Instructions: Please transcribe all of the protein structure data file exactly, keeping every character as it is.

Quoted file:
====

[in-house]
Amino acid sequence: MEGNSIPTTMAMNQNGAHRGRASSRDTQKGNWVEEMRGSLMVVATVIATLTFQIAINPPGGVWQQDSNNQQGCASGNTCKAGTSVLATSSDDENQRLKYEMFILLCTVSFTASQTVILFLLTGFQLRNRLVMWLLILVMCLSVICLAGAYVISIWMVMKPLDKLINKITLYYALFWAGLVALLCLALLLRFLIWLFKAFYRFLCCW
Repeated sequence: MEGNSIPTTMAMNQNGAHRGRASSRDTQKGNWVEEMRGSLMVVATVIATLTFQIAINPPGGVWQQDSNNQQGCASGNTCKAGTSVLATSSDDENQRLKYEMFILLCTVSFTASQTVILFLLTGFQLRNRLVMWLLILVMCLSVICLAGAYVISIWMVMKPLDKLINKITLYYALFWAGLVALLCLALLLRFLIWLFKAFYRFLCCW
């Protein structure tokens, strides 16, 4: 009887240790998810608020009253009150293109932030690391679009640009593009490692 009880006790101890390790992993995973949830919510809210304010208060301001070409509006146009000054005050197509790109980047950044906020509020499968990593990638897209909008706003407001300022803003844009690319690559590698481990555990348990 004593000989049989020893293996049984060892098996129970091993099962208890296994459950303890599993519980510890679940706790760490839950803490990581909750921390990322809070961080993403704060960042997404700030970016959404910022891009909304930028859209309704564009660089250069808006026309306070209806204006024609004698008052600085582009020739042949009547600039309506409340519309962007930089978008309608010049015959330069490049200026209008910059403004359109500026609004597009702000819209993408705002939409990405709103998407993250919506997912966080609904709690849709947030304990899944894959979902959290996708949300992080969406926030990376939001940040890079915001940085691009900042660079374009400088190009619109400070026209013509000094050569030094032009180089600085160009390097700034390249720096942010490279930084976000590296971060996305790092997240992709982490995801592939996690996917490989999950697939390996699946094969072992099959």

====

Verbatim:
[in-house]
Amino acid sequence: MEGNSIPTTMAMNQNGAHRGRASSRDTQKGNWVEEMRGSLMVVATVIATLTFQIAINPPGGVWQQDSNNQQGCASGNTCKAGTSVLATSSDDENQRLKYEMFILLCTVSFTASQTVILFLLTGFQLRNRLVMWLLILVMCLSVICLAGAYVISIWMVMKPLDKLINKITLYYALFWAGLVALLCLALLLRFLIWLFKAFYRFLCCW
Repeated sequence: MEGNSIPTTMAMNQNGAHRGRASSRDTQKGNWVEEMRGSLMVVATVIATLTFQIAINPPGGVWQQDSNNQQGCASGNTCKAGTSVLATSSDDENQRLKYEMFILLCTVSFTASQTVILFLLTGFQLRNRLVMWLLILVMCLSVICLAGAYVISIWMVMKPLDKLINKITLYYALFWAGLVALLCLALLLRFLIWLFKAFYRFLCCW
């Protein structure tokens, strides 16, 4: 009887240790998810608020009253009150293109932030690391679009640009593009490692 009880006790101890390790992993995973949830919510809210304010208060301001070409509006146009000054005050197509790109980047950044906020509020499968990593990638897209909008706003407001300022803003844009690319690559590698481990555990348990 004593000989049989020893293996049984060892098996129970091993099962208890296994459950303890599993519980510890679940706790760490839950803490990581909750921390990322809070961080993403704060960042997404700030970016959404910022891009909304930028859209309704564009660089250069808006026309306070209806204006024609004698008052600085582009020739042949009547600039309506409340519309962007930089978008309608010049015959330069490049200026209008910059403004359109500026609004597009702000819209993408705002939409990405709103998407993250919506997912966080609904709690849709947030304990899944894959979902959290996708949300992080969406926030990376939001940040890079915001940085691009900042660079374009400088190009619109400070026209013509000094050569030094032009180089600085160009390097700034390249720096942010490279930084976000590296971060996305790092997240992709982490995801592939996690996917490989999950697939390996699946094969072992099959």